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By Jack Ganssle

Hurricane Madness

Published 9/22/2003

I left the Embedded Systems Conference earlier than planned to prepare for Isabel. She arrived slowly; the wind Thursday was just a nice sailing breeze even into evening. The hurricane party at the marina reached raucous levels as revelers, fueled by drink, lost their fear of the slowly-approaching storm. Some stayed up to await developments; others crashed, their alcohol-soaked brains insuring a sound night's sleep despite escalating developments outside.

By midnight the rains started and the wind grew to gale and eventually storm force. The tempest drifted inland, sparing Baltimore from anything over 50 knots. But for 12 hours or more the constant southeast stream blew the sea up the Chesapeake Bay. We watched as the floating docks rose over 7 feet and the land disappeared under a blanket of dirty-brown water. By morning those of us on the dock were isolated from shore, refugees on a thousand foot-long floating pier. Finally the water started to recede. We drove down Aliceanna street. in a dingy.

Ashore people's basements were flooded, possessions ruined, cars sunken. Fallen trees downed power lines in every neighborhood; 1.2 million Marylanders lost power. Though ours came back in less than 24 hours many folks remain blacked out.

Our cable is still down 4 days after the storm. The TV matters not, but without cable there's no broadband Internet access here. I wired the PC to the phone line and, after struggling without success to establish a dialup connection remembered the modem had failed a year or two ago. So now I'm using the wife's computer over a painfully slow telephone link.

Spoiled by an always-on, very fast connection I'd forgotten how much of daily life revolves around the `net. It's faster to go to than to pull down the dead-tree version from the shelf. Most of my research is done online. People at the ESC recommended a half-dozen books, which I'd normally order via the one-click shopping on In searching for a theater showing The Magdelena Sisters we went on-line but at 50kbps is maddening; Internet Explorer blithely indicates "20 items remaining". Then 18. Later 14. When it eventually hits zero I've forgotten what we wanted to know.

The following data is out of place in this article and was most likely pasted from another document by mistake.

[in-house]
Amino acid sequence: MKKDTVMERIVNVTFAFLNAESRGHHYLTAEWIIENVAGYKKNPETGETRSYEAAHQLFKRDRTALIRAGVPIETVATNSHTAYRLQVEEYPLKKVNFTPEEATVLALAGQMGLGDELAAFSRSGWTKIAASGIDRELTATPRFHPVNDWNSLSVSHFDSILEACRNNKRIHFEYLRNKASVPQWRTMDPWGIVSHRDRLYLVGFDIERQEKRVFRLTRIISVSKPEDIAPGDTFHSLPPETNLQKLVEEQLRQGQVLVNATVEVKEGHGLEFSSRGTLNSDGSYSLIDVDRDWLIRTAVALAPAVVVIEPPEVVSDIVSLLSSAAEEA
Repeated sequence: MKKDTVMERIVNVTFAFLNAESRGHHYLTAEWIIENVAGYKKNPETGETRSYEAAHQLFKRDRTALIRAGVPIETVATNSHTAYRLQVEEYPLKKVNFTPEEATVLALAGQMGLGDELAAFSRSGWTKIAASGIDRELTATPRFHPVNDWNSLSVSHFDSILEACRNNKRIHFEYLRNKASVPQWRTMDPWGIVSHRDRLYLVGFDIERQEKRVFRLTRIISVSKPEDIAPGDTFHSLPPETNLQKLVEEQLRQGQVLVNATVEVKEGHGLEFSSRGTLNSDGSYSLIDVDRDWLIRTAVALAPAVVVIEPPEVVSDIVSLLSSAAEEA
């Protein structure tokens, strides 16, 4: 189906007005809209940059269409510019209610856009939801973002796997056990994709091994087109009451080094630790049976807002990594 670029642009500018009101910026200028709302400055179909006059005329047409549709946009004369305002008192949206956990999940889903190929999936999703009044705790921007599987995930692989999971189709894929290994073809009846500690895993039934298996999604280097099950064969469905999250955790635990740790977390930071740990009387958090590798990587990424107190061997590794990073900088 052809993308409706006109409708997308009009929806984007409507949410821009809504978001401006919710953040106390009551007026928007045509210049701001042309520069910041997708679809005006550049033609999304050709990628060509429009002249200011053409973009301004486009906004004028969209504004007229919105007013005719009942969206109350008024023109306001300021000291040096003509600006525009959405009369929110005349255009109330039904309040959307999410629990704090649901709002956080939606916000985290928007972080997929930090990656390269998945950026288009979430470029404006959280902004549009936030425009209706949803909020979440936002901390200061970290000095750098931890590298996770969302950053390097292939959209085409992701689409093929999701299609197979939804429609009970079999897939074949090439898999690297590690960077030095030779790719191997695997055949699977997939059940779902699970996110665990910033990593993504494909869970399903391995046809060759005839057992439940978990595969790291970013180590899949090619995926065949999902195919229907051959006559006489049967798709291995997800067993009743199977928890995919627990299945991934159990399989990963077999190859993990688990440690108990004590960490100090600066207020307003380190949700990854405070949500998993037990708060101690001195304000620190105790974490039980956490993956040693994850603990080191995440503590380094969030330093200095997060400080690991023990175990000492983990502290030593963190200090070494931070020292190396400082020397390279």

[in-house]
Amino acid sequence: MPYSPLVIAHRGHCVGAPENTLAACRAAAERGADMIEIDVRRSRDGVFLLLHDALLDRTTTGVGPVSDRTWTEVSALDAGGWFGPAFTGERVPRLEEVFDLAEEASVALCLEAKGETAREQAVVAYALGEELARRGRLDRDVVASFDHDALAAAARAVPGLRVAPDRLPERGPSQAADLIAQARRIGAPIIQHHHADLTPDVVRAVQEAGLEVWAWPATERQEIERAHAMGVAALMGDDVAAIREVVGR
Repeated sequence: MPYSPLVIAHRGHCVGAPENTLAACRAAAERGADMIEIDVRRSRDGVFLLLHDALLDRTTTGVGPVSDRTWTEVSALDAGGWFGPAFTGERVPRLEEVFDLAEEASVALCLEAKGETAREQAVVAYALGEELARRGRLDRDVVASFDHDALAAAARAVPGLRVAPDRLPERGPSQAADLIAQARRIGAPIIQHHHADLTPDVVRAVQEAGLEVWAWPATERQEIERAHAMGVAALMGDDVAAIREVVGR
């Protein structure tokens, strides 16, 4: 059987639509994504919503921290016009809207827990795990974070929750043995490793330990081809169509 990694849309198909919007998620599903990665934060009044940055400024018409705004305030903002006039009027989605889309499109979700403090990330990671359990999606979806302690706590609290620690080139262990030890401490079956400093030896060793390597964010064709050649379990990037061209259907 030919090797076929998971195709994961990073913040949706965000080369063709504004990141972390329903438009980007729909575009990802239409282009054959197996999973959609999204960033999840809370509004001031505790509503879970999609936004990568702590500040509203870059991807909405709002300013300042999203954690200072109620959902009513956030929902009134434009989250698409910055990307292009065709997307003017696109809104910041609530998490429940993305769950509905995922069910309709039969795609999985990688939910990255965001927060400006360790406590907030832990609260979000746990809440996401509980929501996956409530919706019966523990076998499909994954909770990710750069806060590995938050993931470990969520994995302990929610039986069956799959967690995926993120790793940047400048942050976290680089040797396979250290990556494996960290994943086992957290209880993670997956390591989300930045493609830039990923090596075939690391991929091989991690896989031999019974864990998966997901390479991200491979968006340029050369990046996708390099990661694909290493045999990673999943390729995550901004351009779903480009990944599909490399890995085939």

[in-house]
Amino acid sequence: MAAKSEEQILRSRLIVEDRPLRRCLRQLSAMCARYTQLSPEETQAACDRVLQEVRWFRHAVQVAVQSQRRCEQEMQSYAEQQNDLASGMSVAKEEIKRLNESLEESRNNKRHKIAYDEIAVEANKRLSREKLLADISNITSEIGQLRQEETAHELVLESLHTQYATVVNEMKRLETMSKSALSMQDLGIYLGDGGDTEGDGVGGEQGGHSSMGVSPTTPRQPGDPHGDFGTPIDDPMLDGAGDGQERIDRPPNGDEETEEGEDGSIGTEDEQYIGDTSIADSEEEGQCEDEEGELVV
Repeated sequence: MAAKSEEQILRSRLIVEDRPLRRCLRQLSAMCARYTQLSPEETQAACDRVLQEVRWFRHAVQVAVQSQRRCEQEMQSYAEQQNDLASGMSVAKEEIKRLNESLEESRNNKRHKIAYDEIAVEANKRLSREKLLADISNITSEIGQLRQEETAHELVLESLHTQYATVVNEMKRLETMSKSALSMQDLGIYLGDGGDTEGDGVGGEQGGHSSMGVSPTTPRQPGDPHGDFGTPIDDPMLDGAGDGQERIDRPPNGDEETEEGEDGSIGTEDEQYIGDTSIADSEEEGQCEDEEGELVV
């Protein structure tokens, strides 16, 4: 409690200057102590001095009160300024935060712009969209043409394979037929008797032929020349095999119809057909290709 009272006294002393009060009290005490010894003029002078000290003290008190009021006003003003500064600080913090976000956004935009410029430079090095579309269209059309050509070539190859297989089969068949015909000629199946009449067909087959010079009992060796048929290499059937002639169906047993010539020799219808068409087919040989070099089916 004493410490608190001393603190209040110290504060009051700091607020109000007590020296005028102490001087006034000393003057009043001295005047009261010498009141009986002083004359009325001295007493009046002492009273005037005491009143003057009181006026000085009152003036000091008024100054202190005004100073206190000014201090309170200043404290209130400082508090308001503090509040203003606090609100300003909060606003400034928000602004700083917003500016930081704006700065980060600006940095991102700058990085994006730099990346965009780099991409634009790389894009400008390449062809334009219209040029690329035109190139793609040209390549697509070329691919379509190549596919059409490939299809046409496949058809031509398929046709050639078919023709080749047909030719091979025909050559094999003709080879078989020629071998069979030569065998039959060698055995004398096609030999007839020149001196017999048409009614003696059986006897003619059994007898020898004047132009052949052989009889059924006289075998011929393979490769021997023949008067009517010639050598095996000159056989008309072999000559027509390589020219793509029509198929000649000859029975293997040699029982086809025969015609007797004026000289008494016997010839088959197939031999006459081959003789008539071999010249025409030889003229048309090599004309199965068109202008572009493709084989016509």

The Internet has changed our lives. Only when deprived of it - or any technology - do we realize just how central it is to life. Without a phone we're adrift, cut off from friends, family and business. Without a cell phone we're moored to a desk or house. Our neighbors still have no power and can neither cook nor keep perishables; extension cords snake across the street from the electron-rich west side so they can at least get by till repair crews finish their work.

We who build technology also build dependence on that technology. Sometimes a storm that crashes our interconnected lifestyle is a good thing; we remember, at least for a day or two, the almost miraculous transformation effected by the `net, by electricity, running water, and so many other taken-for-granted aspects of civilization. And our compassion swells for those billions on the planet who as yet have none of these benefits, whose lives remain tragically short and destitute.

Through the window I see 6 trucks and a dozen utility workers milling around. One works while the others supervise and critique the coffee. Gentle wife restrains me from offering suggestions to help speed their labors. I've had enough meditation on the wonders of technology. now I just want my broadband back!